The cell phone system in this country is intentionally broken

Ever walk into a Verizon store with your AT&T phone? Not a lot you can do with it, is there? What about going into a Sprint store? Ever tried using T-Mobile’s data network if you don’t have a T-Mobile phone?

It’s a mess, and it’s unique to the USA. Almost every other country that has cell phone technology uses one standard system. If you’re in France, take your French cell phone to another provider and boom, you’re in business. New Zealanders have their choice of carriers without throwing away a perfectly good phone. Even in the “third world” it’s not a problem, although carrier choice may be limited.

So why is it that you can’t get a universal cell phone here in the US?

Part of it is the technology. AT&T and T-Mobile use the GSM system favored by Europeans. It works with smaller towers that must be spaced closer together to work. Here in the US, that system has a bad rap because it doesn’t work well in rural areas and AT&T has been slow to put up enough towers in cell-heavy cities like New York. Verizon uses the CDMA system favored by Southeast Asians. CDMA uses big, powerful towers but fewer of them. It generally results in fewer dropped calls in the US but the towers themselves are huge. If you see a large tower by the side of a highway, it’s big because it covers CDMA. Sprint, on the other hand, uses a mix of technologies that almost no one uses anymore. It’s finally shedding the iDEN system used by old chirpy Nextel phones but is still hanging onto the TDMA system used by AT&T in the early 2000s.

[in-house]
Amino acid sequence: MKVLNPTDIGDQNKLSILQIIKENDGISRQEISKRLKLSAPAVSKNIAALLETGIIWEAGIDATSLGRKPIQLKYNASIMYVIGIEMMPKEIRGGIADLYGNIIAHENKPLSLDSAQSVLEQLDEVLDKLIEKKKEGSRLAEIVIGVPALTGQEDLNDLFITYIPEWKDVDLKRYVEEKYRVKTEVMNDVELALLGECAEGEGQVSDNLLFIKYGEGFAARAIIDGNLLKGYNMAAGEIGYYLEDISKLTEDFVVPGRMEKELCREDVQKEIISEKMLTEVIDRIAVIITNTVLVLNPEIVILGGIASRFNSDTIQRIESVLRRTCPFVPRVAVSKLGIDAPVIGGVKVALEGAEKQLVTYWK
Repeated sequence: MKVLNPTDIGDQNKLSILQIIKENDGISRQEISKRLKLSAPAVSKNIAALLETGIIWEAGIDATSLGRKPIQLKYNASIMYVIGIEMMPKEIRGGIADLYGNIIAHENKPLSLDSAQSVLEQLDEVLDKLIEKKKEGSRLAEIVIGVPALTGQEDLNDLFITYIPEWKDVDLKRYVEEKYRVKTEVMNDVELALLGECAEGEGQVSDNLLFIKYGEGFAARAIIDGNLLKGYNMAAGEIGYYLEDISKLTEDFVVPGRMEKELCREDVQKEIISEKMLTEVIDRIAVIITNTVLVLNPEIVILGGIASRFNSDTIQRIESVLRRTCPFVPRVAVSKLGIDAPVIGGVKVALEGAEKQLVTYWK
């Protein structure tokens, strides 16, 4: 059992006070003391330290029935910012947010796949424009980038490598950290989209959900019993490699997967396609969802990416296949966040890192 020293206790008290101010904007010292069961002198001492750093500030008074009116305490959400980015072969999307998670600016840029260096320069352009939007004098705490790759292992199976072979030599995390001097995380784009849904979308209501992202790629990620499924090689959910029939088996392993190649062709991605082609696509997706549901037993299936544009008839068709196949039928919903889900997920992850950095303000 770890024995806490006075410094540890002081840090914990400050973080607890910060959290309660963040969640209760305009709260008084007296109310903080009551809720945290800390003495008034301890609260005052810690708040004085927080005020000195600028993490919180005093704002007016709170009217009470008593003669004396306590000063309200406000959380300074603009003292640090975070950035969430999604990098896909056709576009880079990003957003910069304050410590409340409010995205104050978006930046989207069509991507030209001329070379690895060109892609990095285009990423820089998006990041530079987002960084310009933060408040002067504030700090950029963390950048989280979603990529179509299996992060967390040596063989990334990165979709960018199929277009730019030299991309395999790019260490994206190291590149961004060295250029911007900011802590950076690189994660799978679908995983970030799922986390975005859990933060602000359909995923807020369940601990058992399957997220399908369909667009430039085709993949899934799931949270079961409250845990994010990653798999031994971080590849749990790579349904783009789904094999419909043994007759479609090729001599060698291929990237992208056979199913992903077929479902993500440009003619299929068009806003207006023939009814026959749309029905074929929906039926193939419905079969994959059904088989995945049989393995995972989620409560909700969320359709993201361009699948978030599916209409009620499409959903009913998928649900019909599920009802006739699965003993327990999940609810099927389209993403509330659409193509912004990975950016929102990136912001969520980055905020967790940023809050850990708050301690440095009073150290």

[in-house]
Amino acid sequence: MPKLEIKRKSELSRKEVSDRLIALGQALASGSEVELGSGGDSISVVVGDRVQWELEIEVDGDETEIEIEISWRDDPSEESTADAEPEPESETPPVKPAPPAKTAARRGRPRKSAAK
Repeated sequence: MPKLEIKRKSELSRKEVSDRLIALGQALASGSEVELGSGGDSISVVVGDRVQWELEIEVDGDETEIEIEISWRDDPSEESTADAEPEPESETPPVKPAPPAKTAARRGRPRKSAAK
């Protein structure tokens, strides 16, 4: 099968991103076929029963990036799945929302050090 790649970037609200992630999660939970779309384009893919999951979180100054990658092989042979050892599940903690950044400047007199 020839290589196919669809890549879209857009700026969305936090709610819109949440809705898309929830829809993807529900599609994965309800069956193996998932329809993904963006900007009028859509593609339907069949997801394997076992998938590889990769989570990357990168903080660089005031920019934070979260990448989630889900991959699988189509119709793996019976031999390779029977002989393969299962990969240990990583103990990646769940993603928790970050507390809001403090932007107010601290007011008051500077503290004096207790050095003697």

For data, it gets more confusing. Because data on cell phones has evolved so rapidly, there need to be 4 or 5 different systems in the average smartphone just to cover one carrier.

Another big part is the way the wireless licenses have been handed out. Strict FCC rules, combined by the large number of TV and radio licenses available in the US, have meant that cell service has to use little slices of the wireless spectrum so small that carriers can’t share them. So, each cell phone provider has several frequencies for voice and several more for data. (Curious? Check out this article.) If a phone were just designed to work with AT&T and Verizon, that phone would need 6 different radio transmitters just for the most common voice and data options. That uses a lot of power and takes up a lot of space.

There are some phones that will work on multiple carriers, but precious few. Some smartphones, including some Verizon iPhones and Galaxy phones can be moved to AT&T if they are unlocked. Unlocking is a process where the software installed by the carrier is removed. It’s legal and you can request it. But really if you’re changing carriers you should probably think about changing phones as well, as each carrier has a few extra frequencies used for high-speed data that the others do not have.

About the Author

Stuart Sweet
Stuart Sweet is the editor-in-chief of The Solid Signal Blog and a "master plumber" at Signal Group, LLC. He is the author of over 8,000 articles and longform tutorials including many posted here. Reach him by clicking on "Contact the Editor" at the bottom of this page.